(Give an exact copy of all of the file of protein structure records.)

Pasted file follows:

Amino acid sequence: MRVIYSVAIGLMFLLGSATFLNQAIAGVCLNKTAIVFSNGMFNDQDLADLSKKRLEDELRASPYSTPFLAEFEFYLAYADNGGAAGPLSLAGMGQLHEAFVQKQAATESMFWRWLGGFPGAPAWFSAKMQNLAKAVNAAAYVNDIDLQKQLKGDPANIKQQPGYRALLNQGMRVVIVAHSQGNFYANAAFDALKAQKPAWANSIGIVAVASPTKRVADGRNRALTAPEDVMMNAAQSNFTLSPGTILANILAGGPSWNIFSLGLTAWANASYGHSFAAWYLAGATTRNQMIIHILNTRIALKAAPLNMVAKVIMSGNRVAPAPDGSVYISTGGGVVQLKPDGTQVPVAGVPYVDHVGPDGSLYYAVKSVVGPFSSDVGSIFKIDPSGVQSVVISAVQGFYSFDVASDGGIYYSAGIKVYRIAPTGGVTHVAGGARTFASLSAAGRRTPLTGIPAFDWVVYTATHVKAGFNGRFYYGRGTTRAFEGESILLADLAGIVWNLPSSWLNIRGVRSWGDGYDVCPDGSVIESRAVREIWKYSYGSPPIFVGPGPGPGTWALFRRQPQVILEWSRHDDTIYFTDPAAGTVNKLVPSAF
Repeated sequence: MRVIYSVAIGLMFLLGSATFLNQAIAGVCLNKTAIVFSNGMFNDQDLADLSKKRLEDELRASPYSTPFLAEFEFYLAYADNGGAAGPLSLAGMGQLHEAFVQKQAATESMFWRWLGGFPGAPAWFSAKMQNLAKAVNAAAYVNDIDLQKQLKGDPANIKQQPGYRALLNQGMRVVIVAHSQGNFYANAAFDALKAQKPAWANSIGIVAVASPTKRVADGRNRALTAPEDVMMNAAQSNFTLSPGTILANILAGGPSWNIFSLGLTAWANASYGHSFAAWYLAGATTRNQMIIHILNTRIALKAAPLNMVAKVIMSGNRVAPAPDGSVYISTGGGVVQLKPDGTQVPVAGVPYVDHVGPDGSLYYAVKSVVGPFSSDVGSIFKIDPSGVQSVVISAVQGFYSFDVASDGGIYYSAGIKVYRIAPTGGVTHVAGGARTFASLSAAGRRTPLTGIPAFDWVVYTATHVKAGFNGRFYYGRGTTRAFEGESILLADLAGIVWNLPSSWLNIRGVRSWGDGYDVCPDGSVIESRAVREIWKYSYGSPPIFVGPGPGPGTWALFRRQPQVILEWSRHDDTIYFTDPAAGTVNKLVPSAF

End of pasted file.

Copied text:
Amino acid sequence: MRVIYSVAIGLMFLLGSATFLNQAIAGVCLNKTAIVFSNGMFNDQDLADLSKKRLEDELRASPYSTPFLAEFEFYLAYADNGGAAGPLSLAGMGQLHEAFVQKQAATESMFWRWLGGFPGAPAWFSAKMQNLAKAVNAAAYVNDIDLQKQLKGDPANIKQQPGYRALLNQGMRVVIVAHSQGNFYANAAFDALKAQKPAWANSIGIVAVASPTKRVADGRNRALTAPEDVMMNAAQSNFTLSPGTILANILAGGPSWNIFSLGLTAWANASYGHSFAAWYLAGATTRNQMIIHILNTRIALKAAPLNMVAKVIMSGNRVAPAPDGSVYISTGGGVVQLKPDGTQVPVAGVPYVDHVGPDGSLYYAVKSVVGPFSSDVGSIFKIDPSGVQSVVISAVQGFYSFDVASDGGIYYSAGIKVYRIAPTGGVTHVAGGARTFASLSAAGRRTPLTGIPAFDWVVYTATHVKAGFNGRFYYGRGTTRAFEGESILLADLAGIVWNLPSSWLNIRGVRSWGDGYDVCPDGSVIESRAVREIWKYSYGSPPIFVGPGPGPGTWALFRRQPQVILEWSRHDDTIYFTDPAAGTVNKLVPSAF
Repeated sequence: MRVIYSVAIGLMFLLGSATFLNQAIAGVCLNKTAIVFSNGMFNDQDLADLSKKRLEDELRASPYSTPFLAEFEFYLAYADNGGAAGPLSLAGMGQLHEAFVQKQAATESMFWRWLGGFPGAPAWFSAKMQNLAKAVNAAAYVNDIDLQKQLKGDPANIKQQPGYRALLNQGMRVVIVAHSQGNFYANAAFDALKAQKPAWANSIGIVAVASPTKRVADGRNRALTAPEDVMMNAAQSNFTLSPGTILANILAGGPSWNIFSLGLTAWANASYGHSFAAWYLAGATTRNQMIIHILNTRIALKAAPLNMVAKVIMSGNRVAPAPDGSVYISTGGGVVQLKPDGTQVPVAGVPYVDHVGPDGSLYYAVKSVVGPFSSDVGSIFKIDPSGVQSVVISAVQGFYSFDVASDGGIYYSAGIKVYRIAPTGGVTHVAGGARTFASLSAAGRRTPLTGIPAFDWVVYTATHVKAGFNGRFYYGRGTTRAFEGESILLADLAGIVWNLPSSWLNIRGVRSWGDGYDVCPDGSVIESRAVREIWKYSYGSPPIFVGPGPGPGTWALFRRQPQVILEWSRHDDTIYFTDPAAGTVNKLVPSAF